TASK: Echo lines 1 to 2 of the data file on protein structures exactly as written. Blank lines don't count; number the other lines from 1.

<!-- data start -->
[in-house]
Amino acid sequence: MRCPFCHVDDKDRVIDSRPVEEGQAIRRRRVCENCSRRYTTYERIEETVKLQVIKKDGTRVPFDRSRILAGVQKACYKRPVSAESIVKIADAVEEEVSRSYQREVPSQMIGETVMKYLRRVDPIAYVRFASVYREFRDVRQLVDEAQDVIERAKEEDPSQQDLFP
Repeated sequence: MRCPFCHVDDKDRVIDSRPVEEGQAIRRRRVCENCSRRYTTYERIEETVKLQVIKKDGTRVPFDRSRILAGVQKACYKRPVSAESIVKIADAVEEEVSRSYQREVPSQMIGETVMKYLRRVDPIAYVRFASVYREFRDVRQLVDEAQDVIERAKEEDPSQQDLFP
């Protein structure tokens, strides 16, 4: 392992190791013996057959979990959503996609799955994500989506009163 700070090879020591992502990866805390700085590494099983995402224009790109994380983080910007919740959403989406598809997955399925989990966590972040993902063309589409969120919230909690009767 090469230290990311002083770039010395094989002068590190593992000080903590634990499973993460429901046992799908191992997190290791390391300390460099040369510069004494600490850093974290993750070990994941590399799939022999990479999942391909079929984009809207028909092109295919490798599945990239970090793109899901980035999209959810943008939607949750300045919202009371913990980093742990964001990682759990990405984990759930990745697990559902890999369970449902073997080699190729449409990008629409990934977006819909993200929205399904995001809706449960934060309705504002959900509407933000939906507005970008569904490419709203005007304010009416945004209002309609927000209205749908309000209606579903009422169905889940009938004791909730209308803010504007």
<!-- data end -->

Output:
[in-house]
Amino acid sequence: MRCPFCHVDDKDRVIDSRPVEEGQAIRRRRVCENCSRRYTTYERIEETVKLQVIKKDGTRVPFDRSRILAGVQKACYKRPVSAESIVKIADAVEEEVSRSYQREVPSQMIGETVMKYLRRVDPIAYVRFASVYREFRDVRQLVDEAQDVIERAKEEDPSQQDLFP